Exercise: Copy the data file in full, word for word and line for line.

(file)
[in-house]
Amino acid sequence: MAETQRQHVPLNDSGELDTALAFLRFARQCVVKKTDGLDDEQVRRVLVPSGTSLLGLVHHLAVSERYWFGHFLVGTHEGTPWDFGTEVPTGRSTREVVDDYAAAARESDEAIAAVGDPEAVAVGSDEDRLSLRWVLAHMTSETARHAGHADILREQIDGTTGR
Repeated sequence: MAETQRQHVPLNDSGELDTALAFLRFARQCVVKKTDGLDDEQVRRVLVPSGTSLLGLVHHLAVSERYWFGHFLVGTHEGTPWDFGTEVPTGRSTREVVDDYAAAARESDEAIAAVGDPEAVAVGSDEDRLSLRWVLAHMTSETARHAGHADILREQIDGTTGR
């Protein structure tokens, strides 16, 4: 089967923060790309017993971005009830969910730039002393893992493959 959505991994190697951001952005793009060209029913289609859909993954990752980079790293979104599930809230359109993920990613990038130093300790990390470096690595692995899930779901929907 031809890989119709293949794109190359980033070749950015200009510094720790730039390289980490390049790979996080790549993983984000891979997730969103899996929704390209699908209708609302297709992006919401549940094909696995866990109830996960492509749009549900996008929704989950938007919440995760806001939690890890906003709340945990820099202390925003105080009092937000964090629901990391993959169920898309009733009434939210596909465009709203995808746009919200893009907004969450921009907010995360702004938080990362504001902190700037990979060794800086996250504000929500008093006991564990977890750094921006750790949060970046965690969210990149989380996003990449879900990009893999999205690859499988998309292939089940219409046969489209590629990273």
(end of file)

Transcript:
[in-house]
Amino acid sequence: MAETQRQHVPLNDSGELDTALAFLRFARQCVVKKTDGLDDEQVRRVLVPSGTSLLGLVHHLAVSERYWFGHFLVGTHEGTPWDFGTEVPTGRSTREVVDDYAAAARESDEAIAAVGDPEAVAVGSDEDRLSLRWVLAHMTSETARHAGHADILREQIDGTTGR
Repeated sequence: MAETQRQHVPLNDSGELDTALAFLRFARQCVVKKTDGLDDEQVRRVLVPSGTSLLGLVHHLAVSERYWFGHFLVGTHEGTPWDFGTEVPTGRSTREVVDDYAAAARESDEAIAAVGDPEAVAVGSDEDRLSLRWVLAHMTSETARHAGHADILREQIDGTTGR
């Protein structure tokens, strides 16, 4: 089967923060790309017993971005009830969910730039002393893992493959 959505991994190697951001952005793009060209029913289609859909993954990752980079790293979104599930809230359109993920990613990038130093300790990390470096690595692995899930779901929907 031809890989119709293949794109190359980033070749950015200009510094720790730039390289980490390049790979996080790549993983984000891979997730969103899996929704390209699908209708609302297709992006919401549940094909696995866990109830996960492509749009549900996008929704989950938007919440995760806001939690890890906003709340945990820099202390925003105080009092937000964090629901990391993959169920898309009733009434939210596909465009709203995808746009919200893009907004969450921009907010995360702004938080990362504001902190700037990979060794800086996250504000929500008093006991564990977890750094921006750790949060970046965690969210990149989380996003990449879900990009893999999205690859499988998309292939089940219409046969489209590629990273």